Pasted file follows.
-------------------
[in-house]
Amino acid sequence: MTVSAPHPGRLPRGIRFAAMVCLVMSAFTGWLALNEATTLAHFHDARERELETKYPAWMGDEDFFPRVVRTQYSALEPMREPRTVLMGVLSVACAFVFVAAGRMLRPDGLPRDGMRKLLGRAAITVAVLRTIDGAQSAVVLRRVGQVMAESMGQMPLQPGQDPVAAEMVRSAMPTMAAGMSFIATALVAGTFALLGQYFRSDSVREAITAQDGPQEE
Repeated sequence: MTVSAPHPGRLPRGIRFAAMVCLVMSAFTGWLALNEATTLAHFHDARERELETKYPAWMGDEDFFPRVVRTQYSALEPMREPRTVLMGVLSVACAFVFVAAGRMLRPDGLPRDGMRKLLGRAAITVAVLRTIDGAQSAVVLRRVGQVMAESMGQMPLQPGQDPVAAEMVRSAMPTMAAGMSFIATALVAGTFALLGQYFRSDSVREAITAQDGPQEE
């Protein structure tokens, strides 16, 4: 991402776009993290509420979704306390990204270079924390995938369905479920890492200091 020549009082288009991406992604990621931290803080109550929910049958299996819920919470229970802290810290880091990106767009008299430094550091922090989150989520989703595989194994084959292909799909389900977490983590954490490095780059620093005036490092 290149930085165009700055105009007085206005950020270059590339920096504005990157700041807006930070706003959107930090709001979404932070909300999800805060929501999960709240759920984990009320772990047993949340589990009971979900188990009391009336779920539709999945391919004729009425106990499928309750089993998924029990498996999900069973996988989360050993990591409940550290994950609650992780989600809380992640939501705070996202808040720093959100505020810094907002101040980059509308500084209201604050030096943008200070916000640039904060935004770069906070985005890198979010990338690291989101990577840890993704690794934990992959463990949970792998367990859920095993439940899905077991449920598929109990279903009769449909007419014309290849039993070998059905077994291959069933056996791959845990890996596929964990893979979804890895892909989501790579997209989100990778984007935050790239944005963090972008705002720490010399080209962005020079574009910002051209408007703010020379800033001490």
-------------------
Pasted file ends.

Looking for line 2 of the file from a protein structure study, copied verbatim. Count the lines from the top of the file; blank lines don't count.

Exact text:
Amino acid sequence: MTVSAPHPGRLPRGIRFAAMVCLVMSAFTGWLALNEATTLAHFHDARERELETKYPAWMGDEDFFPRVVRTQYSALEPMREPRTVLMGVLSVACAFVFVAAGRMLRPDGLPRDGMRKLLGRAAITVAVLRTIDGAQSAVVLRRVGQVMAESMGQMPLQPGQDPVAAEMVRSAMPTMAAGMSFIATALVAGTFALLGQYFRSDSVREAITAQDGPQEE